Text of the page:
If the laser gain medium is polarization-dependent, as with some solid-state lasers, a single linearly polarized beam can be created within the laser cavity. Another approach is to incorporate a polarization-selective component into the resonator, as shown below:



In a laser, all the photons are emitted with the same energy and in the same direction. Due to this, the width of the laser beam is extremely narrow. Due to less spreading, laser waves can travel large distances with almost no losses, known as the directionality of laser.


Output Power

The average power output of a laser is in the order of watts (W) or kilowatts (kW). For a continuous wave laser, the power output is constant over time, but for the pulsed wave laser, the output power is the product of the energy of the output wave and repetition rate.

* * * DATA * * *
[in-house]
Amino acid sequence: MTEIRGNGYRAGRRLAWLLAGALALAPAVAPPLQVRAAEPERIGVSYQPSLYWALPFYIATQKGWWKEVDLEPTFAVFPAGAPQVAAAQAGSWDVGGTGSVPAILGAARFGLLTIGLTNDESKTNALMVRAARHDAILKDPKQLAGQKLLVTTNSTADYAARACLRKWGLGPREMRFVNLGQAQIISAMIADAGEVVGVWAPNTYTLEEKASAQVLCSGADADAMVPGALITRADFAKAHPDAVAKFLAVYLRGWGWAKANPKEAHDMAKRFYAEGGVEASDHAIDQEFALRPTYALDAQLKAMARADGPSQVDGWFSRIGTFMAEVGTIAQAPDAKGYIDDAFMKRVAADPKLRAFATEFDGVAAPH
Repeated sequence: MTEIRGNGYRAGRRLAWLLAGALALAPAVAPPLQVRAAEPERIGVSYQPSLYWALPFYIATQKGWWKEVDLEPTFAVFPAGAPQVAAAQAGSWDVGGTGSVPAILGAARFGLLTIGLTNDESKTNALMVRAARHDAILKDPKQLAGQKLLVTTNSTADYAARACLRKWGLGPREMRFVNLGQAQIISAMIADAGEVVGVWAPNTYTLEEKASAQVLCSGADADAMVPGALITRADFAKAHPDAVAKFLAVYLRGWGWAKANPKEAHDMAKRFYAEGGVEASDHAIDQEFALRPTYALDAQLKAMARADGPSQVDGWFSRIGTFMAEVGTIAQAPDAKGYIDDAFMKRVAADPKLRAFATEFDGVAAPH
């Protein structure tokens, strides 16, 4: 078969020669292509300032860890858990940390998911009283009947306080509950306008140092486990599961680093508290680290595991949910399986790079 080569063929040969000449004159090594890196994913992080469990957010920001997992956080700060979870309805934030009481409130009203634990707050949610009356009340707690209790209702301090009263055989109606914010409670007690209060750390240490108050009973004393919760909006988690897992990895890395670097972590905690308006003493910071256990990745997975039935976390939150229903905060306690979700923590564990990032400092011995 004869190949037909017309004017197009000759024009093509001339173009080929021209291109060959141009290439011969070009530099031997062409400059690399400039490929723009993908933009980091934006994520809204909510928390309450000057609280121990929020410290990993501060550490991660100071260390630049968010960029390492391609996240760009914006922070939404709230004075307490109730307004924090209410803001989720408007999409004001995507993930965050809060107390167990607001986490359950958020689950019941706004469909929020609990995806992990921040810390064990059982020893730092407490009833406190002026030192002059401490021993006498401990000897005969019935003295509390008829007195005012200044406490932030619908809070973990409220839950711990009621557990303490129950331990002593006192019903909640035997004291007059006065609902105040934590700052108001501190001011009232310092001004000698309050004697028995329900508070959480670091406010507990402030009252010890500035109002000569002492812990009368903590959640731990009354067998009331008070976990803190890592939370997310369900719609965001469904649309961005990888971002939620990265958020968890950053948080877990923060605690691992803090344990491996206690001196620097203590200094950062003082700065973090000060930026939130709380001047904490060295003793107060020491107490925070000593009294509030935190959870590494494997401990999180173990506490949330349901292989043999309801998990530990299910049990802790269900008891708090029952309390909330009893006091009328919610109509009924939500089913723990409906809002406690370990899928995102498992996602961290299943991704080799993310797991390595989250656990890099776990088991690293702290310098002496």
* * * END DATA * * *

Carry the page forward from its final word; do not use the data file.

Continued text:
The peak output power is proportional to the energy of the output wave divided by the pulse width. Lasers can confine this power into a narrow beam with relatively small distribution, distinguishing the laser from the other light sources. Continuous-wave lasers have an average output power of less than 100 W.


Photons in collimated light are highly directional and travel parallel to one another. The high degree of collimation of a laser beam is caused by the parallelism of the cavity mirrors, which compels the beam to be perpendicular to those mirrors.

This capability to precisely concentrate laser light to a small spot at a high intensity is used in high-resolution microscopy, nonlinear optics, photolithography, and nuclear fusion.

Spatial and Temporal Profiles

The intensity distribution of beams that emerge from a laser cavity has both a transverse spatial profile and a temporal profile. Adjustments to the laser cavity mirrors and installing an aperture inside the resonator can be utilized to suppress undesirable modes selectively.